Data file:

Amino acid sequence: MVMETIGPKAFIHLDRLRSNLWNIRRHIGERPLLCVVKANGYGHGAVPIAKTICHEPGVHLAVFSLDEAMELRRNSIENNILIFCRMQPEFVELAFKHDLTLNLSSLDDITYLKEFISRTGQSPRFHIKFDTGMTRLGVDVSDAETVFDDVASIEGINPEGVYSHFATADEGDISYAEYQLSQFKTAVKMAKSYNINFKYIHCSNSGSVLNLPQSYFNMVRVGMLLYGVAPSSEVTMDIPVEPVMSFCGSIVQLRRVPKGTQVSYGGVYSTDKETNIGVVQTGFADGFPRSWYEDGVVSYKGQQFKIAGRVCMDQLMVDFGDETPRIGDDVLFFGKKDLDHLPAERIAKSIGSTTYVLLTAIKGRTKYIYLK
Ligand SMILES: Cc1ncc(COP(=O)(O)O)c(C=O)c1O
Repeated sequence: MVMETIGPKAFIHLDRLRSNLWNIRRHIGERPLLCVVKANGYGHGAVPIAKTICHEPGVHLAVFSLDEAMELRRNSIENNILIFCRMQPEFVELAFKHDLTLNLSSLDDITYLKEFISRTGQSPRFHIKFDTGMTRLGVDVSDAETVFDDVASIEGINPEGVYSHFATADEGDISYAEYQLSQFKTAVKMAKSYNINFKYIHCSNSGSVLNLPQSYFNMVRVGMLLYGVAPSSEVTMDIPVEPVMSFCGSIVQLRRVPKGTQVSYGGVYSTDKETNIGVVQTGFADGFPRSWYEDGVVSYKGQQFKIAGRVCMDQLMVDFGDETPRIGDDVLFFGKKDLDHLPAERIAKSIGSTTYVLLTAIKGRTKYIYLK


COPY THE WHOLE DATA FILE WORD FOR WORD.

Amino acid sequence: MVMETIGPKAFIHLDRLRSNLWNIRRHIGERPLLCVVKANGYGHGAVPIAKTICHEPGVHLAVFSLDEAMELRRNSIENNILIFCRMQPEFVELAFKHDLTLNLSSLDDITYLKEFISRTGQSPRFHIKFDTGMTRLGVDVSDAETVFDDVASIEGINPEGVYSHFATADEGDISYAEYQLSQFKTAVKMAKSYNINFKYIHCSNSGSVLNLPQSYFNMVRVGMLLYGVAPSSEVTMDIPVEPVMSFCGSIVQLRRVPKGTQVSYGGVYSTDKETNIGVVQTGFADGFPRSWYEDGVVSYKGQQFKIAGRVCMDQLMVDFGDETPRIGDDVLFFGKKDLDHLPAERIAKSIGSTTYVLLTAIKGRTKYIYLK
Ligand SMILES: Cc1ncc(COP(=O)(O)O)c(C=O)c1O
Repeated sequence: MVMETIGPKAFIHLDRLRSNLWNIRRHIGERPLLCVVKANGYGHGAVPIAKTICHEPGVHLAVFSLDEAMELRRNSIENNILIFCRMQPEFVELAFKHDLTLNLSSLDDITYLKEFISRTGQSPRFHIKFDTGMTRLGVDVSDAETVFDDVASIEGINPEGVYSHFATADEGDISYAEYQLSQFKTAVKMAKSYNINFKYIHCSNSGSVLNLPQSYFNMVRVGMLLYGVAPSSEVTMDIPVEPVMSFCGSIVQLRRVPKGTQVSYGGVYSTDKETNIGVVQTGFADGFPRSWYEDGVVSYKGQQFKIAGRVCMDQLMVDFGDETPRIGDDVLFFGKKDLDHLPAERIAKSIGSTTYVLLTAIKGRTKYIYLK